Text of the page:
Not everything is the same as it was in the A6300, however, as Sony has made advancements to its BIONZ X image processing engine. A newly-developed front-end large scale integration (LSI) chip and an optimized image processing algorithm contributes to improved texture reproduction and image quality. In addition to better image quality, the A6500 is said to offer less noise, particularly in the mid-to-high ISO sensitivity range. The A6500's native ISO range is 100-25,600, but it can be expanded to up to ISO 51,200.

A6500 adds in-body 5-axis image stabilization and more

The A6500 can compensate for five types of camera shake with its new in-body 5-axis image stabilization system, which is a first for an APS-C camera from Sony. The camera uses a high-accuracy gyro sensor to provide stabilization equivalent to five stops according to CIPA testing standards. By pressing the shutter release halfway, you can monitor the image stabilization effect through the viewfinder or on the rear LCD, which allows you to ensure accurate framing and focus. When using an E-mount lens that has built-in optical image stabilization, the camera body handles horizontal, vertical and roll axis compensation while the lens compensates for pitch and yaw.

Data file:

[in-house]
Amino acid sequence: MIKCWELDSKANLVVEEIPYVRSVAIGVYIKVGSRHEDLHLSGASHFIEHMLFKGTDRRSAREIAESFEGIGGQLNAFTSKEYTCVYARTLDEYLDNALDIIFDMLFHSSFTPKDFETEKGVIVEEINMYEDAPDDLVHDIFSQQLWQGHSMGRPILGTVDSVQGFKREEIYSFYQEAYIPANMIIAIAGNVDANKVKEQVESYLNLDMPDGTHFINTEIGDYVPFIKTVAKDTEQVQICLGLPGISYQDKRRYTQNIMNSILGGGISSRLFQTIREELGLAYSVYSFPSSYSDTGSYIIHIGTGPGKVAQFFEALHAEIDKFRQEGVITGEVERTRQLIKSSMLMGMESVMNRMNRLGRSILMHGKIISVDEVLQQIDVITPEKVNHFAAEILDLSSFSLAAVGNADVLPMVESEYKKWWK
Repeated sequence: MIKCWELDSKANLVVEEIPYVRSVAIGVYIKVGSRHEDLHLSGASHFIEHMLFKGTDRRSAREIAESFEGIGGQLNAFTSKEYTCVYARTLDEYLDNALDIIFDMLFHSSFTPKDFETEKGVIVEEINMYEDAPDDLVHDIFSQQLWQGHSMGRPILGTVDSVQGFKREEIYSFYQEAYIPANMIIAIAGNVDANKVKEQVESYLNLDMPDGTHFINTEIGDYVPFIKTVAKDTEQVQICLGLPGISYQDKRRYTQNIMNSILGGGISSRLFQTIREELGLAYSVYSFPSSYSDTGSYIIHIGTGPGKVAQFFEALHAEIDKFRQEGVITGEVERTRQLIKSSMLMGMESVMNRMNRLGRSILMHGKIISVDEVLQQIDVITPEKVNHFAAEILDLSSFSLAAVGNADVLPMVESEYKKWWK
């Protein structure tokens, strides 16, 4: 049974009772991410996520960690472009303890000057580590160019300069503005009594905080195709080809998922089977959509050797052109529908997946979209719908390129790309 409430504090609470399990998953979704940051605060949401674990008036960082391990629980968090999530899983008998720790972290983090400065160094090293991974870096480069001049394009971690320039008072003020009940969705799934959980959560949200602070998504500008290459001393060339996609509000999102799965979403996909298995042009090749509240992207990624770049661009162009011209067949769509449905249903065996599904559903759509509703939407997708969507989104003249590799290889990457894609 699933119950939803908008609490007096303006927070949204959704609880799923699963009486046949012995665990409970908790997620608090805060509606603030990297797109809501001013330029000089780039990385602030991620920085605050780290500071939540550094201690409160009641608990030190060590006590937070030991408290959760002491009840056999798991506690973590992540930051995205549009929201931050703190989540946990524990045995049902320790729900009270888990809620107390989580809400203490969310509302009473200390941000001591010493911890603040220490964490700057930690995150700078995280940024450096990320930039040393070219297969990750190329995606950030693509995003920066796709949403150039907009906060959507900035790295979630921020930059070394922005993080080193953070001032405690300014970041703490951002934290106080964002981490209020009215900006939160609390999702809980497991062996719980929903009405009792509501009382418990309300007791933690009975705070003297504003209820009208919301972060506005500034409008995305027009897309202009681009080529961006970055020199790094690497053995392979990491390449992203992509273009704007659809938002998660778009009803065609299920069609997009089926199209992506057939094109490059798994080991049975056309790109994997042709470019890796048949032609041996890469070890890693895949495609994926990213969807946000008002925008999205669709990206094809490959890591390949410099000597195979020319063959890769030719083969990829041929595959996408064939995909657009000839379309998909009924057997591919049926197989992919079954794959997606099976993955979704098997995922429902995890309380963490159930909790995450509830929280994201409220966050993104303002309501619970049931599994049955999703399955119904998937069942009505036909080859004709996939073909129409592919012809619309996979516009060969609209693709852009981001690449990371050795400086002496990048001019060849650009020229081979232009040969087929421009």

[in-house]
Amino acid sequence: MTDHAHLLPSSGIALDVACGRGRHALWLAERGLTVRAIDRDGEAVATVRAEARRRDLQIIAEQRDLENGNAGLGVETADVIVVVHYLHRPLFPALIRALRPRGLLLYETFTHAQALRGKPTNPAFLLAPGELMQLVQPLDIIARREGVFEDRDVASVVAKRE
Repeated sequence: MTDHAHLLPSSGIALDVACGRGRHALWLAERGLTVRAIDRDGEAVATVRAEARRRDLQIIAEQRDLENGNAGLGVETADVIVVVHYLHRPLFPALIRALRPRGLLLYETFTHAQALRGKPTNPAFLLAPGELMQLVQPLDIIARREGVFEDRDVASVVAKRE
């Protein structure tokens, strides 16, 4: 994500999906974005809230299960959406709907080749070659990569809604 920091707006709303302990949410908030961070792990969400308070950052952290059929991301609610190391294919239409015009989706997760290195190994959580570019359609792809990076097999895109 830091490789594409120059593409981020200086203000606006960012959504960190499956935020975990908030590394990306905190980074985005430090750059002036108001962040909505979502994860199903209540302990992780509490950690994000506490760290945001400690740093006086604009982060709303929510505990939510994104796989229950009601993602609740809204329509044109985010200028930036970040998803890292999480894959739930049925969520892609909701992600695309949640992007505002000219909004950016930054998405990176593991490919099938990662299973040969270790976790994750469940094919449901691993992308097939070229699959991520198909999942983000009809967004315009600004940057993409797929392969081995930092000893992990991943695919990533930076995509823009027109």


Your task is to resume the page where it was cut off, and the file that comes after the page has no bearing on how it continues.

Despite this addition, thanks to reorganizing the camera's internal components, Sony was able to keep the A6500 body roughly the same size as the A6300. With a battery and Memory Stick Pro Duo card included, the A6500 weighs approximately a pound (453 grams) and has 4.75 x 2.75 x 2.13-inch dimensions (120 x 66.9 x 53.3 millimeters). That's only 1.7 ounces (49g) heavier and 0.18 inches (4.5mm) thicker than the A6300; the other dimensions are identical.

Constructed from magnesium alloy, the body is designed to be durable and reliable. It isn't just the body that's been crafted for durability, however, as the shutter mechanism has also been tested up to 200,000 release cycles. Speaking of the shutter, Sony has added braking mechanisms and elastic material that are said to reduce vibration during shutter release. Unfortunately, top shutter speed is still 1/4000s, even with the electronic shutter.